The wishbone ball from 41-48 passenger cars is larger and seen in a post here with the concentric circles around the rubber and can be used if the proper cup can be cut from any 42-48 car frame crossmember. The replacement rubber bushing is available as well Ford part number 11A-3446 from you favorite early Ford parts source. They may also have the replacement steel bottom cup.
Yes, the important thing to do is duplicate the original mount dimensions for the spring you are using. This puts the spring, regardless of leaf count after "tuning" to your weight requirements, in tension as designed by Ford so as not to require a Panhard rod.
Removing leaves from the spring for weight differential won't affect the dimensions as far as fit and function go. Even a Model A spring set, with the possible of the 28-31 roadster spring, would need a leaf or 5 removed for a good ride.
The exception to this would be the 42-48 Ford dimensions which require a Panhard rod since they are designed that way. The springs can be used but the dimension used should be based on spring at rest eye to eye plus shackles plus 1"-1.5" for tensioning for use without a Panhard rod.
Very cool!!!! Thats exactly how I want to build my first hot rod. Unsplit bones. Great tech ......
This is good info to know, I believe I observed this when I was putting a '56 265" chevy V8 in my Model A. I had noticed the difference of tension but didnt realize why it was done. I had a columbia OD rear end which I swapped for a stock 48 rear end becuz I didnt want the OD complexity.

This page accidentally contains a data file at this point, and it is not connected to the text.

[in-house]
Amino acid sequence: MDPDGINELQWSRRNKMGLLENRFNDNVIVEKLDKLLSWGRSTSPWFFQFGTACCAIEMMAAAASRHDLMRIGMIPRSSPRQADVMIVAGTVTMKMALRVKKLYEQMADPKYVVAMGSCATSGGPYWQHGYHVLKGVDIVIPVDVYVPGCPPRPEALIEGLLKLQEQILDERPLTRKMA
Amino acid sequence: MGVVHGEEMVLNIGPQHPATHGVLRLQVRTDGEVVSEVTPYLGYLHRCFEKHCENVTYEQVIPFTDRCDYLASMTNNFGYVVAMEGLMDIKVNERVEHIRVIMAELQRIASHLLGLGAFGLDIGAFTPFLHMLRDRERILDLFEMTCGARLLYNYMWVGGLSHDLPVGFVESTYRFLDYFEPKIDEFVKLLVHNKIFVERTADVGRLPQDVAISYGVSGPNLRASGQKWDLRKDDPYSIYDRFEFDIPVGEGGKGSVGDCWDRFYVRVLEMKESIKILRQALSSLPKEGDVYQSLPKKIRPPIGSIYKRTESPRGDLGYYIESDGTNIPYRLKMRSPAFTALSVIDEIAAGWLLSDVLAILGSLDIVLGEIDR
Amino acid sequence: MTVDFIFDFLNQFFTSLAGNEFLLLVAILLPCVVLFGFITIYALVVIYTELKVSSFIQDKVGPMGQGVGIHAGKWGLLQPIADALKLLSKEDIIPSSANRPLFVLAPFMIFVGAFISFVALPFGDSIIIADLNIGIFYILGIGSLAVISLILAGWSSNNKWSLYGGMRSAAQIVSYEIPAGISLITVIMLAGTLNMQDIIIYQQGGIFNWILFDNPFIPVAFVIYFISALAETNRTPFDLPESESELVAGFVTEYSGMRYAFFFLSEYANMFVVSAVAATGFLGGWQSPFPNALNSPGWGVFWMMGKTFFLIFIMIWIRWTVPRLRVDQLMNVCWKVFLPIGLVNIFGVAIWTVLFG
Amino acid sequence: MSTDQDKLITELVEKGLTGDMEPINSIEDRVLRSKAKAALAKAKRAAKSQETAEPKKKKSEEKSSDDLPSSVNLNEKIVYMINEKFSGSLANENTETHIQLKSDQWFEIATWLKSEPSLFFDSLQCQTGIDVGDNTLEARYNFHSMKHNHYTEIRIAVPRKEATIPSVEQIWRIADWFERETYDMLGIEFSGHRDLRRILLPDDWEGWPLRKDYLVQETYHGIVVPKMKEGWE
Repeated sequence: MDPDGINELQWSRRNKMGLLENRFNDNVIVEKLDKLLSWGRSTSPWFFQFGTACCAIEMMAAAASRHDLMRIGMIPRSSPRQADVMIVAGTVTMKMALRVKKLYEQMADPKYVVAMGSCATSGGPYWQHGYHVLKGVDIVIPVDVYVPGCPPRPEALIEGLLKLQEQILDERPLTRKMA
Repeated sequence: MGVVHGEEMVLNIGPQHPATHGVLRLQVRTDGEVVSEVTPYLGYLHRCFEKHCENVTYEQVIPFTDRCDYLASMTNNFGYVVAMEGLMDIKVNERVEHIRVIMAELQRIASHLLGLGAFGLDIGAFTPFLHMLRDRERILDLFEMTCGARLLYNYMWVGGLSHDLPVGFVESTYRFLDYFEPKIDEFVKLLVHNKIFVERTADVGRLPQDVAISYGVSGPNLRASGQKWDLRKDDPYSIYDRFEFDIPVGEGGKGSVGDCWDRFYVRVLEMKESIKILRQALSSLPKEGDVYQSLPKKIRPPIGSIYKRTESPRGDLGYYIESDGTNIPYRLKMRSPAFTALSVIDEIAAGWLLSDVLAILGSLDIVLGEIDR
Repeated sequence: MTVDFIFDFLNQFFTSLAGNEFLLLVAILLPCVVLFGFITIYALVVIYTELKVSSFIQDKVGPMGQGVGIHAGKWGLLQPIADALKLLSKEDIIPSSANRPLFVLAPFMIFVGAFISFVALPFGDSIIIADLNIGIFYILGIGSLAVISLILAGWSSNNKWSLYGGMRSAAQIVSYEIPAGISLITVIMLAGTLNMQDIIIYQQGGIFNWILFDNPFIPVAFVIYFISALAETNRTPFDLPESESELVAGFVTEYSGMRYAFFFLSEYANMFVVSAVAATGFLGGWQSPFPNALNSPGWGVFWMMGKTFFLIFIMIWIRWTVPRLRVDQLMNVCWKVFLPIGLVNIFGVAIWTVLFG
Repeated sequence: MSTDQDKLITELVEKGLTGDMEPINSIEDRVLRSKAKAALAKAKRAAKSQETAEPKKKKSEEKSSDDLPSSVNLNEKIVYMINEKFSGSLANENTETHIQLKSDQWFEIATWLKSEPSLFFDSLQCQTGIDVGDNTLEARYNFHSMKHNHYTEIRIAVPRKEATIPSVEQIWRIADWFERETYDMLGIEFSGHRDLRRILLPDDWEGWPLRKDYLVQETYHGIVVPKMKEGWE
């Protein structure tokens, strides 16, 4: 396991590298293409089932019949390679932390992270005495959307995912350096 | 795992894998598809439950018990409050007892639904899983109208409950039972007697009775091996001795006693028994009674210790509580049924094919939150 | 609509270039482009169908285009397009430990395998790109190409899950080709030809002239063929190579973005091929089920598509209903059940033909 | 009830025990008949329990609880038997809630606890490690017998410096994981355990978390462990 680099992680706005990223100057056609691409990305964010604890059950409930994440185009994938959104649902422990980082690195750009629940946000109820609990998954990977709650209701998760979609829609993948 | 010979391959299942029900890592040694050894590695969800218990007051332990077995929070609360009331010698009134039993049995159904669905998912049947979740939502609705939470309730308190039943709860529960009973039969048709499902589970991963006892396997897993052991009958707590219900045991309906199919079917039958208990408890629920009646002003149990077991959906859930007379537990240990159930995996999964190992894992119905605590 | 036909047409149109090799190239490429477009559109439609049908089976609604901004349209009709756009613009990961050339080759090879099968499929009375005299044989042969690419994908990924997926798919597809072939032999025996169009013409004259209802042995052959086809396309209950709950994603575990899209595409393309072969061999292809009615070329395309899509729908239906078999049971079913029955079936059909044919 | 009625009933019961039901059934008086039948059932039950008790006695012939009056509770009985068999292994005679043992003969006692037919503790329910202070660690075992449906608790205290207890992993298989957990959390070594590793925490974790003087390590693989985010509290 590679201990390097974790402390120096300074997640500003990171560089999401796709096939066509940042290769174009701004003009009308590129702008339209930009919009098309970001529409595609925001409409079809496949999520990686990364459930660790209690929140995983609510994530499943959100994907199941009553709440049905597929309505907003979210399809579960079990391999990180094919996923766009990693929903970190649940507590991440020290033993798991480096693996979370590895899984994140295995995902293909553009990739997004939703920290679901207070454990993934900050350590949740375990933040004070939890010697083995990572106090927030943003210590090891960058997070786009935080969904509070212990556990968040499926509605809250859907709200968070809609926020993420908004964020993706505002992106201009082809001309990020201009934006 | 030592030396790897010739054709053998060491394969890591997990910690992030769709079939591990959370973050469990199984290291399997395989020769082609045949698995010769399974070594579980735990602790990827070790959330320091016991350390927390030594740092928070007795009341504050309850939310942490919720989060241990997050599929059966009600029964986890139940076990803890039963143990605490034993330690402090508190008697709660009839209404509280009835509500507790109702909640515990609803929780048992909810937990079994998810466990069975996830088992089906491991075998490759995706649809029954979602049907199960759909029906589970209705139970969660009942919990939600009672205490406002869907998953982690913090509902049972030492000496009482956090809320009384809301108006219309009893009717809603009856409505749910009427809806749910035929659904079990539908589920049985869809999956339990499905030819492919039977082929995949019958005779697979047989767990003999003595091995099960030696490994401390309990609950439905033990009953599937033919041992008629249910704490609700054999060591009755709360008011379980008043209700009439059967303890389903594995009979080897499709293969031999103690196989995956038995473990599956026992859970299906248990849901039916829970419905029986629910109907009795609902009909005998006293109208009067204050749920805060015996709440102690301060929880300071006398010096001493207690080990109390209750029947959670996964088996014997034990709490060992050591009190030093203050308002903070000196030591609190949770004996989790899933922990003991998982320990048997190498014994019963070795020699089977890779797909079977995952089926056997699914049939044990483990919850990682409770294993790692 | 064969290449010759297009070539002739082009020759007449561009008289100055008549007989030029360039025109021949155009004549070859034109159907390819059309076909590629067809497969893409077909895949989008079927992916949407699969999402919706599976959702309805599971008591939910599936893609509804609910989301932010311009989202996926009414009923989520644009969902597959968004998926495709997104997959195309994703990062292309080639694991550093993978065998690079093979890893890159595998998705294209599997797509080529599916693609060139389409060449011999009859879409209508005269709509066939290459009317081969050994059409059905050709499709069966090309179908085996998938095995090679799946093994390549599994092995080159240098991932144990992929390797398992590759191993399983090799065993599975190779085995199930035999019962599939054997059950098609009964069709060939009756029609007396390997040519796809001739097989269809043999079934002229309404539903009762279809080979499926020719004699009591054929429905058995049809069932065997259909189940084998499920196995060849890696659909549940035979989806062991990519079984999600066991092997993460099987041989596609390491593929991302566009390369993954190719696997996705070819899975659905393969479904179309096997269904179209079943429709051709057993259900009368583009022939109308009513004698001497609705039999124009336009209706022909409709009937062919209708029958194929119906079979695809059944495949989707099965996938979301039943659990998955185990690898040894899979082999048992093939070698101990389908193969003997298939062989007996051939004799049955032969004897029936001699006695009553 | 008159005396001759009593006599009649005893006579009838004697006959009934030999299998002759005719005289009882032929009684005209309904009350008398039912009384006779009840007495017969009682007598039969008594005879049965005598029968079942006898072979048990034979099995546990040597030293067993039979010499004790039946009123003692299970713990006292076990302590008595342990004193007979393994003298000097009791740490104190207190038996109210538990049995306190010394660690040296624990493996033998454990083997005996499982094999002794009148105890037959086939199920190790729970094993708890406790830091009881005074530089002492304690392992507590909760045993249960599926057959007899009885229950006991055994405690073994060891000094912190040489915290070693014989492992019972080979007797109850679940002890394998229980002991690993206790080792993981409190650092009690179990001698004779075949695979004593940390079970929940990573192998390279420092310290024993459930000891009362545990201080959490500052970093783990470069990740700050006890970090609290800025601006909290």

Wow, great documentation that even a knucklehead like me can follow along. Have not read all the tech yet, but this is a winner to me!
Looks good, I will catch up with you this week.
VOODOO Likes. Nice job with the Frameworks.
This is very bitchen! Exactly what I am talking about!
Take the concept... and make it your own!
Keep me posted on how it works!
Great tech Sam. Sometimes even us old guys tend to neglect the basics and how well they have served over the last century. After a foray into drag and oval track racing (only took up 30+years) I find it refreshing to rediscover the old ways that served me well right up to my college days. My "new" '32 chassis will incorporate just the suspension you've so well detailed here.
Very nice work...
clean and simple
keep us posted when the body goes on the frame
re: torque arm:
The height of that rear pivot will determine your side view instant center and have a DRAMATIC effect on traction. if you have this point set correctly or made to be adjustable, you will stress those bars a lot more. By running a brace from the top of the diff down will prevent a lot of flex. (one member will be compression, one tension)
None of this is a big deal if you don't intend to have any traction (skinny bias plys), but if you do end up w/ some slicks or a nasty wheelhop situation, consider looking here.
Lots of info on setting torque arm pivot location on the web.
I made a little video to help explain the concept...
<iframe width="420" height="315" src="http://www.youtube.com/embed/okBrx2RTUAQ" frameborder="0" allowfullscreen></iframe>
And steel tubes doesn`t allow as much torsion as wood sticks
i bent up a 3/8 rod to a U-shape once to show a friend how bad that suspension design